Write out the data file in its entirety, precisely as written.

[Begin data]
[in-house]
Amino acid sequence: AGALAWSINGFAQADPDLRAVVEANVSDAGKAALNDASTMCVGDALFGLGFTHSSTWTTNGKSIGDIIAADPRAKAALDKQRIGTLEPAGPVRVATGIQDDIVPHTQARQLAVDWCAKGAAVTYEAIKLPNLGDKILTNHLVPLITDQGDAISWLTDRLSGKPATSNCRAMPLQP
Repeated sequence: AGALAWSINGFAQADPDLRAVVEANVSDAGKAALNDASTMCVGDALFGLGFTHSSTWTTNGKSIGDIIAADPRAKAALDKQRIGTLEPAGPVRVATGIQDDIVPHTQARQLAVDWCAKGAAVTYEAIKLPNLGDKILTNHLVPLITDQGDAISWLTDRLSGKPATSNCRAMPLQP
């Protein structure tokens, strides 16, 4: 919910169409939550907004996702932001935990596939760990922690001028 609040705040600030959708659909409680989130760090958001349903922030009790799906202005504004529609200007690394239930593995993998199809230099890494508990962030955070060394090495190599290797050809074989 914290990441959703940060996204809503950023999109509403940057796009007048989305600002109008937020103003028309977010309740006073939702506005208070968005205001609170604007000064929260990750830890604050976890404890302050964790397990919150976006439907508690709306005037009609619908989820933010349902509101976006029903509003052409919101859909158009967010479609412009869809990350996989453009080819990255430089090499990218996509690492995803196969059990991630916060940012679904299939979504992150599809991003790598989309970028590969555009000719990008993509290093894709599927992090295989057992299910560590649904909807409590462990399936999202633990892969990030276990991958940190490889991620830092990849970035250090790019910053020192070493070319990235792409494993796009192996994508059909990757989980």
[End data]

[in-house]
Amino acid sequence: AGALAWSINGFAQADPDLRAVVEANVSDAGKAALNDASTMCVGDALFGLGFTHSSTWTTNGKSIGDIIAADPRAKAALDKQRIGTLEPAGPVRVATGIQDDIVPHTQARQLAVDWCAKGAAVTYEAIKLPNLGDKILTNHLVPLITDQGDAISWLTDRLSGKPATSNCRAMPLQP
Repeated sequence: AGALAWSINGFAQADPDLRAVVEANVSDAGKAALNDASTMCVGDALFGLGFTHSSTWTTNGKSIGDIIAADPRAKAALDKQRIGTLEPAGPVRVATGIQDDIVPHTQARQLAVDWCAKGAAVTYEAIKLPNLGDKILTNHLVPLITDQGDAISWLTDRLSGKPATSNCRAMPLQP
């Protein structure tokens, strides 16, 4: 919910169409939550907004996702932001935990596939760990922690001028 609040705040600030959708659909409680989130760090958001349903922030009790799906202005504004529609200007690394239930593995993998199809230099890494508990962030955070060394090495190599290797050809074989 914290990441959703940060996204809503950023999109509403940057796009007048989305600002109008937020103003028309977010309740006073939702506005208070968005205001609170604007000064929260990750830890604050976890404890302050964790397990919150976006439907508690709306005037009609619908989820933010349902509101976006029903509003052409919101859909158009967010479609412009869809990350996989453009080819990255430089090499990218996509690492995803196969059990991630916060940012679904299939979504992150599809991003790598989309970028590969555009000719990008993509290093894709599927992090295989057992299910560590649904909807409590462990399936999202633990892969990030276990991958940190490889991620830092990849970035250090790019910053020192070493070319990235792409494993796009192996994508059909990757989980």